I think that when the smoke clears, director Todd Phillips’ “Joker” is going to be a lesson to Hollywood that—people want dark, violent comic book movies… which shouldn’t be what’s learned, if you ask me. “Joker” lends credence to the long held opinion that comic books are art and not just pop fodder for adults that refuse to grow up. Comic book movies, much like comic books, can be compelling art, and “Joker” proves that, even in spite of its inherent flaws. “Joker” is a shockingly good movie, even though it really wants to be a Scorsese film.
“Is it me… or is the world getting meaner?”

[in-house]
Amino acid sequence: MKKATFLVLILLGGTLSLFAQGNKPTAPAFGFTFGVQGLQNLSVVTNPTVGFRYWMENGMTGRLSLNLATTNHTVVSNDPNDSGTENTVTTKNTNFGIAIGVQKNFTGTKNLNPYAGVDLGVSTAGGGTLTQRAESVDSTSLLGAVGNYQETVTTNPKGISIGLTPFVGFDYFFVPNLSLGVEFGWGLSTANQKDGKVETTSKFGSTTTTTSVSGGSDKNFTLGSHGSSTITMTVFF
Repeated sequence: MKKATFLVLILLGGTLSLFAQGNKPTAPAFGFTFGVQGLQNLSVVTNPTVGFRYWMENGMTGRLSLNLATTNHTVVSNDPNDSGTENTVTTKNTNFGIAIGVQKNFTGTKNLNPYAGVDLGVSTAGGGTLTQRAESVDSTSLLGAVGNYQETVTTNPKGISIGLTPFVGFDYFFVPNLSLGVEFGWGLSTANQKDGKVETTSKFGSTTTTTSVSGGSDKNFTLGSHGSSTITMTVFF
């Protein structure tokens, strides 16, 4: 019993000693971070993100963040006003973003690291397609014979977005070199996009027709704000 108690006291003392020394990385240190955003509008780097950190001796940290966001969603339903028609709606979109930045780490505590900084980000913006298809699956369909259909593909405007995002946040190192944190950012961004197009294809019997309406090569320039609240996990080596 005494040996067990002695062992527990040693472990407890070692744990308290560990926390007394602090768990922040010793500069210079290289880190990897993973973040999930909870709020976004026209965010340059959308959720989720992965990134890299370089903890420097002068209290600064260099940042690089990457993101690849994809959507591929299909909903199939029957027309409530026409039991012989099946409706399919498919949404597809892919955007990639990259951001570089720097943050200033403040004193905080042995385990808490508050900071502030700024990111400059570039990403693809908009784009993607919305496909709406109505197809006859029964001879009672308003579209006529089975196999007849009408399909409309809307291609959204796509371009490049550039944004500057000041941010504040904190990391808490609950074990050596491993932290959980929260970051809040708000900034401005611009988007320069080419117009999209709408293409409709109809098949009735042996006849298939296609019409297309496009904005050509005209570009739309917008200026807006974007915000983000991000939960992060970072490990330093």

Bill Finger’s creation The Joker has remained one of the most fascinating figures in all of pop culture and comic books medium. Every new generation finds an angle upon which to examine the Joker and how he’s so much more than a simple Batman villain. It has fascinated artists for decades how someone can sink so far in to the murky depths of madness that they can’t even see the light anymore. Christopher Nolan set a high bar that director Todd Phillips almost touches with the ugly, grotesque, depressing and yet quite fantastic “Joker.”